An Orange Avenue homeowner who made exterior changes to his home without Historic Preservation Commission approval will have to reverse one of the adjustments he executed.
The HPC voted Thursday to require Lew Mitchell to locate a balustrade, or decorative railing, that topped the porch of his home and reinstall it. If he cannot locate the specific balustrade, he must submit design plans of a similar replacement in three months for the HPC’s consideration.
Mitchell, who lived in Birmingham before relocating to Dothan, said he was unaware the house was located in a historical district when he bought it. Mitchell, who also painted the brick home white, had to retroactively request the HPC’s approval for the changes he made.
“I would have loved to do the right thing,” he said.
Mitchell’s case has caused the HPC to discuss how it can inform the public about its rules and enforce them at multiple meetings – including one in February and on Thursday. The HPC must approve changes to the exterior of buildings and homes in the city’s historic districts.
City officials usually allow property owners 10 days to correct unapproved issues. If owners fail to comply, the HPC has the power to summon them to city court – where the owners could face six months in jail and/or a $500 fine for each day the violation continues to exist.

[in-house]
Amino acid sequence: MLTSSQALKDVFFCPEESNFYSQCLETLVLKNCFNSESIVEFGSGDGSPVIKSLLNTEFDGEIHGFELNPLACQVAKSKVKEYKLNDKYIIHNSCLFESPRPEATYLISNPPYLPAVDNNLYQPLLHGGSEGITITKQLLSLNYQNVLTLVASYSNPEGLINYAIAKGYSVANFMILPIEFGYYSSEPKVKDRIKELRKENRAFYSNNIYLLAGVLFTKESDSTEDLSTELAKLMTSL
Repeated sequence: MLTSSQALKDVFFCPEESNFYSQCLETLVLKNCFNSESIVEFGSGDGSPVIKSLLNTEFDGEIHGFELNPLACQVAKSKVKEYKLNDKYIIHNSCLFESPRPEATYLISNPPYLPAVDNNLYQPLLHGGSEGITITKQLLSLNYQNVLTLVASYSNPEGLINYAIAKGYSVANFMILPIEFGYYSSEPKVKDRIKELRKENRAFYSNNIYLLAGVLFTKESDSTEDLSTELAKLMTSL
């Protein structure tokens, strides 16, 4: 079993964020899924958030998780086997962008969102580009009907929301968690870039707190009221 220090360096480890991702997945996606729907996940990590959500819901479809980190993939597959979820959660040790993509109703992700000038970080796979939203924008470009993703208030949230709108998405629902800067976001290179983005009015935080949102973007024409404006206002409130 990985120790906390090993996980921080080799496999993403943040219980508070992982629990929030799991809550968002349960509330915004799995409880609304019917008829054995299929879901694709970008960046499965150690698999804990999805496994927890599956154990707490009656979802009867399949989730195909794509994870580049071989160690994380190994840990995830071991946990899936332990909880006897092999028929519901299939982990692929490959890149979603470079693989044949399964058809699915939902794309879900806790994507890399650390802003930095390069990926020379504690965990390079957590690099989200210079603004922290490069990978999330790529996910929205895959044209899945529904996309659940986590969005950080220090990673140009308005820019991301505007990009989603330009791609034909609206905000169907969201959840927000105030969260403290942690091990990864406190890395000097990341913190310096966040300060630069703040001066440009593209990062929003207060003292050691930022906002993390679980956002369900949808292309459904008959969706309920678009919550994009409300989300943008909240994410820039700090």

Some members hinted that could be harsh, especially given ignorance of city rules and the inability to easily reverse some exterior changes. Board member Pete McInish, an attorney, said ignorance of historical designations cannot excuse violations.
“As a law is concerned, we’re charged to know the law. I’m saying whether or not Mr. Mitchell knew or not is not material,” he said. “When this happens again, our hands are tied. I’m not trying to be hard. I’m trying to be realistic.”
Later in the meeting, McInish noted the establishment of a formal homeowners association would help realtors and closing attorneys identify which homes exist in the Houston Heights Historical District – perhaps preventing future cases. Chairman Wes Grant, a Realtor, noted Dothan-area Realtors must now include information about historical designations on their listings as a result of Mitchell’s case.
Board member Seaborn Wood IV said the educational and enforcement aspects are a separate argument and that board members should evaluate the request as it appeared before them. Wood pointed out that several homes around Mitchell’s have been painted.
Other board members, including vice-chairman Michael Jackson, said the commission would likely have required Mitchell to keep the balustrade.
Jackson moved to table the overall action pending the restoration of the balustrade, which Bart Liddon seconded. The commission approved the request.